From a manufacturer's perspective, product compliance may seem like a hassle. It can be costly, require a lot of work, and call for an understanding of a field in which many feel over their heads. It’s easy to see why manufacturers could be more eager to devote resources to functions that more directly affect the bottom line. That being said, compliance is necessary to legally sell or manufacture goods in a given region. Beyond that, practicing compliance is a important for several other reasons:
First and foremost, product compliance regulations exist to ensure human safety. This not only includes the safety of consumers of the final product, but also the safety of your employees, employees downstream in the supply chain, and whoever will deal with the product at the end of its useful life. Many substances that fall under regulation by CA Prop 65, SCIP, and REACH do so because they have been deemed to have ill effects on human health. Regulation mitigates some of the risk associated with harmful chemicals and incentivizes their replacement with others that are more innocuous.
It's important to note that compliance does not guarantee safety. This is especially true when products are used outside of their intended purpose or are processed at the end of their useful life. The increased prevalence of the circular economy has driven more products to be recycled and created a heightened need for product detoxification. If materials are to be continuously recycled, any toxins linked to them will be recycled as well.
The parallels between human health and environmental health are well documented. Healthier environments are highly associated with healthier people. For this reason, among many others, regulation of environmentally destructive chemicals is important. On top of that, many of the chemicals that fall under regulation are as bad for the environment as they are for human health. Even those that do not adversely affect humans can trickle through the ecosystem to cause later harm. Once they have been released into the environment, toxic chemicals are extremely difficult to contain. Regulation of chemicals known to be environmentally harmful not only contributes to human safety, it also seeks to quell rates of environmental degradation.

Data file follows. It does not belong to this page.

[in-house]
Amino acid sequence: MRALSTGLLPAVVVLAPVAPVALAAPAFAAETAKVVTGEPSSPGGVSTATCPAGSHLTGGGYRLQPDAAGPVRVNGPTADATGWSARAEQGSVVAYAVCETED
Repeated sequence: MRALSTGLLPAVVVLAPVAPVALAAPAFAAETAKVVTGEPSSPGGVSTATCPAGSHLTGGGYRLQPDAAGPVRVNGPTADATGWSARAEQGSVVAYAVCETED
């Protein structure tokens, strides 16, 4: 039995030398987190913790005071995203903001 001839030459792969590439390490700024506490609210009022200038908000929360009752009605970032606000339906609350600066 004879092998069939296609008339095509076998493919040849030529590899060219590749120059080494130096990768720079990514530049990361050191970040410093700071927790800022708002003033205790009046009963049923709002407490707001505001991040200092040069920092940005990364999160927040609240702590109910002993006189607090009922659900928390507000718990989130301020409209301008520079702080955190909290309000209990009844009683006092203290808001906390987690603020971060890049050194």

Because compliance mitigates some of the safety and environmental risks described above, some of the legal risk associated with the potential for damages is also mitigated. Regulatory compliance not only lowers the risk of fines and liability due to failure to comply, it also creates a safer product. This mitigates risks associated with health and environmental externalities.
Brand Risk Mitigation
Brand risk is risk to the value of a brand. This would often come on the tailwinds of a negative event or discovery and result in adverse popular fallout from media and consumers. Everyone can recall a company that has been publicly outed for environmental damages, unethical practices, or poor labor conditions. Brand risk poses such a great threat to companies and their suppliers because the economic impact of the fallout has the potential to be much greater than the cost of fines, cleanups, or recalls.
Over 3,000 users, from startups to Fortune 500 companies are already managing compliance through Toxnot. Toxnot’s cloud-based software streamlines chemical compliance for businesses operating in a wide variety of industries. We'll help you get a head start on all product compliance trends company's are implementing. Start achieving your compliance goals today! It's as simple as signing up for Toxnot for free.
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